“Perfection is achieved, not when there is nothing more to add, but when there is nothing left to take away.” —Antoine de Saint-Exupery
I love aphorisms. They carry so much meaning and power in just a few words.
This one from Antoine de Saint-Exupery is probably my favourite one.
I have a tendency to fill up my life. To fall into the collecting mindset.
Once it was with things.
I remember a period in my life when I was going around with my wallet full of old receipts and bills. It was so thick I couldn’t carry it in my pocket. Obviously, for no reason at all. Some of them were so old that they were faded entirely away.
And it was the same with all sorts of stuff.
Until I throw everything away and I started living with just what I need.
What a liberation it has been.
But the collecting mindset is still there. Not as strong as before, but sometimes it shows up. In this case, with ideas and projects. Something less visible but that can quickly fill up life.
This morning I couldn’t find an idea for my writing. The clock was ticking, and I was ready to give up this morning apple. I have so many things to do that I can spend too much time seeking an idea.
I started reading some quotes seeking inspiration.
Then this one by Antoine de Saint-Exupery called me, from the bottom of an email I sent. And I realise that I’ve been filling up my life with ideas an projects and there is little space left to wander there where ideas grow.
Maybe it’s time to pay more attention to what I say yes to.
Awakening creativity is a subtraction process.
I woke up with a heavy head, a stiff neck and a sore shoulder.
I know, not a great start of the day. I’ve tried to follow my usual morning routine, but after a few minutes of stretching, it was clear that training wasn’t an option this morning.
So, I went back to bed, and I tried to relax my body.
This little experience of mine made me think of the importance of resting and recovery. Something we usually look at as a waste of time or an obstacle to our productivity.
It is so easy to overdue.
In my case, the combination of a few factors makes things worst.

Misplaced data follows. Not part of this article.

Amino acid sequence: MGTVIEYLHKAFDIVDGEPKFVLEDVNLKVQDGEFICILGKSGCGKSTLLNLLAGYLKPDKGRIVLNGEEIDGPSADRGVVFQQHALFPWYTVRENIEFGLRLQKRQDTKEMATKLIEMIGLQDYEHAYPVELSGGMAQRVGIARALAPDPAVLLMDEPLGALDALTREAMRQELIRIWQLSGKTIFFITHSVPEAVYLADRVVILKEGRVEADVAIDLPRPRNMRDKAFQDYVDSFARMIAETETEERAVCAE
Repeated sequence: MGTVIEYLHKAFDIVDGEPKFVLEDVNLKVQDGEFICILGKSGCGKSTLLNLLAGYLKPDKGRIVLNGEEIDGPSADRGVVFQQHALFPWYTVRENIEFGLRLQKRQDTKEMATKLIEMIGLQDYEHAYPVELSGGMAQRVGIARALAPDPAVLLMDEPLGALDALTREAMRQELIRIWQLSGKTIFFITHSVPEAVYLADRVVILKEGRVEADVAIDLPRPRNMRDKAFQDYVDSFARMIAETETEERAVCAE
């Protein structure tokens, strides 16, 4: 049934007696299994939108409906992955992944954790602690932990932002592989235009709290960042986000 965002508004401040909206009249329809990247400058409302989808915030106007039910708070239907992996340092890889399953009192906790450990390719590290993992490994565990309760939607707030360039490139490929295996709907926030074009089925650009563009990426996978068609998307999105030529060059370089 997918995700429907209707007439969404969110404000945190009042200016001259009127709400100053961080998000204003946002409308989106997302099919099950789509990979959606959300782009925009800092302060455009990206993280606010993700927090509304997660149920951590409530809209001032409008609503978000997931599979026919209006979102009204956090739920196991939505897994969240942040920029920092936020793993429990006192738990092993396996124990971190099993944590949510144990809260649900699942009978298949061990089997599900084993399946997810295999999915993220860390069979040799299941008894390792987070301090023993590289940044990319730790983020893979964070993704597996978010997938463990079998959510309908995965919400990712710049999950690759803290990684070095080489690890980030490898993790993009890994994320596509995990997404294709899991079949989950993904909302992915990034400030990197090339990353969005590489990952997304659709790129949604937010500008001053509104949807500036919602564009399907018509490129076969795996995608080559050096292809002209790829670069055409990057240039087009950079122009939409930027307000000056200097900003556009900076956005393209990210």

I am self-employed, so I can work whenever I want. There are no external boundaries separating working time from the rest.
I do something I love.
I can’t remember who said, “Do what you love, and you’ll never work another day in your life.”
Somehow it’s true, but that doesn’t mean you won’t need to rest and recover.
Athletes are very well aware of this. Recovery is not a pause from training, it is an integral part of it.
It should be the same in any work we do. We should have recovery phases by design.
I’m not sure it will avoid waking up with a stiff neck, but I’m definitely going to put more attention on planning my recovery moments. So they won’t feel a waste of time but productivity boosters.
“What is there to learn for me from this?”
Where “this” can be any experiences or situations, either positive or negative.
This is an important question that I’ve learned to ask myself as much as I can. In particular, when I go through something adverse or painful.
“What is there to learn for me from this?”
When I find something, even the tiniest lesson, to learn from an experience I live, then that experience becomes meaningful.
I know, it can be damn hard.
However, I always found something to learn from everything that happened in my life. Sometimes, it took me literally years to discover what was my learning. Though, once I had that. Once I had uncovered my own lesson, all the suffering faded away, leaving space for new energy to come in.
“Can we ever know who we really are?”
Lately, I’ve been pondering and writing a lot about identity. About the importance of knowing who I am and defining my actions from my identity to make them more powerful.
Then this morning, I opened the laptop for this little writing exercise of mine. As usual, I started by clearing the space closing the programs and documents I left open yesterday evening. And in one of them, a page with all text that I highlighted on the books I read recently, this question stood out.
“Can we ever know who we really are?”
I mean, I know my name, story, facts, skills and so on. For sure, I have knowledge about myself, but that’s just the surface. Maps, as I wrote a few days ago.
I’m also aware that there are also parts of me that I can’t see. My blind spots. Thanks to my relationships and conversations, I keep shading more light on them, but I don’t know how many are still there.
But even if I could cast away every shadow and illuminate every dark corner, I feel that it won’t be enough. There is more to me, and to everyone that our limited minds can grasp.
That’s what makes this journey of life so fascinating to me; it is infinite.
I had a few experiences so powerful that they cracked the surface of my life. Some were tough and painful, others exciting and blissful.
All of them gave me the possibility to glimpse at my infinite potential opening up slits through the layers I’ve built around my essence.
However, those layers that I’ve built are not rigid and sturdy, like walls. Oh no, instead they are made of thick, viscous and sticky material.
So, creating an opening is not enough. Once the energy that opened the gap is released, those layers immediately begin to close on it. They slowly back to the old and well-known form. And the light gleaming from within begin to fade until it is all gone, and I am back where I started.
This is why what we do after a transformative experience is as vital as the experience itself.
The first days we must focus on integration. Using the strength pouring out from the newly opened gap, we must integrate into our lives what we’ve learned and discovered. We must take the time to reconnect with that energy and expand it from day one.
So the layers won’t go back to the old form, and maybe a crack, even if a tiny one, will remain on the surface.
And crack by crack, gap by gap we will be able to liberate our infinite potential.
Photo by Ben Klea on Unsplash